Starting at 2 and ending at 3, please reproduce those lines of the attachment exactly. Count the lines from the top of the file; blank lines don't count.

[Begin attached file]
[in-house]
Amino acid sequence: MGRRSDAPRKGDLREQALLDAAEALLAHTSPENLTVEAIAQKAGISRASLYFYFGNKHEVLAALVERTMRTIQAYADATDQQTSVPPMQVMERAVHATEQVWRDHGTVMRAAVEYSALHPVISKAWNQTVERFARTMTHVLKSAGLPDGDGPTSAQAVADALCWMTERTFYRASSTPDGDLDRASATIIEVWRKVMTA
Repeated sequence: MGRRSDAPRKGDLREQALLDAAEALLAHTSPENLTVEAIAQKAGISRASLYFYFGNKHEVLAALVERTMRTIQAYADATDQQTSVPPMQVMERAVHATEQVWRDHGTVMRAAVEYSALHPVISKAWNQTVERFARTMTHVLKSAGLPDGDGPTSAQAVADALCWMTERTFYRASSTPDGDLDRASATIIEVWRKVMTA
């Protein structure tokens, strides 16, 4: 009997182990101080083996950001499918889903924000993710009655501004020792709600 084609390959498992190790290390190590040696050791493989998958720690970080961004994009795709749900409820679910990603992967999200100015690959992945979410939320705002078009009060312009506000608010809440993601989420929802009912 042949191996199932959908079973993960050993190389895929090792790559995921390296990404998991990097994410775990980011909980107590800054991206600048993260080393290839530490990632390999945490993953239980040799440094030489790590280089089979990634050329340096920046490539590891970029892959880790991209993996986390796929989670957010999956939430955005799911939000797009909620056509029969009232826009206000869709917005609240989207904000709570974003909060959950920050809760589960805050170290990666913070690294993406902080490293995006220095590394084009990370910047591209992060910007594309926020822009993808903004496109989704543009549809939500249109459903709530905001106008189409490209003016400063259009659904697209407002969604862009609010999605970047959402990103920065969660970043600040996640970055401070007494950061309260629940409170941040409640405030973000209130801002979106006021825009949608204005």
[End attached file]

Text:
Amino acid sequence: MGRRSDAPRKGDLREQALLDAAEALLAHTSPENLTVEAIAQKAGISRASLYFYFGNKHEVLAALVERTMRTIQAYADATDQQTSVPPMQVMERAVHATEQVWRDHGTVMRAAVEYSALHPVISKAWNQTVERFARTMTHVLKSAGLPDGDGPTSAQAVADALCWMTERTFYRASSTPDGDLDRASATIIEVWRKVMTA
Repeated sequence: MGRRSDAPRKGDLREQALLDAAEALLAHTSPENLTVEAIAQKAGISRASLYFYFGNKHEVLAALVERTMRTIQAYADATDQQTSVPPMQVMERAVHATEQVWRDHGTVMRAAVEYSALHPVISKAWNQTVERFARTMTHVLKSAGLPDGDGPTSAQAVADALCWMTERTFYRASSTPDGDLDRASATIIEVWRKVMTA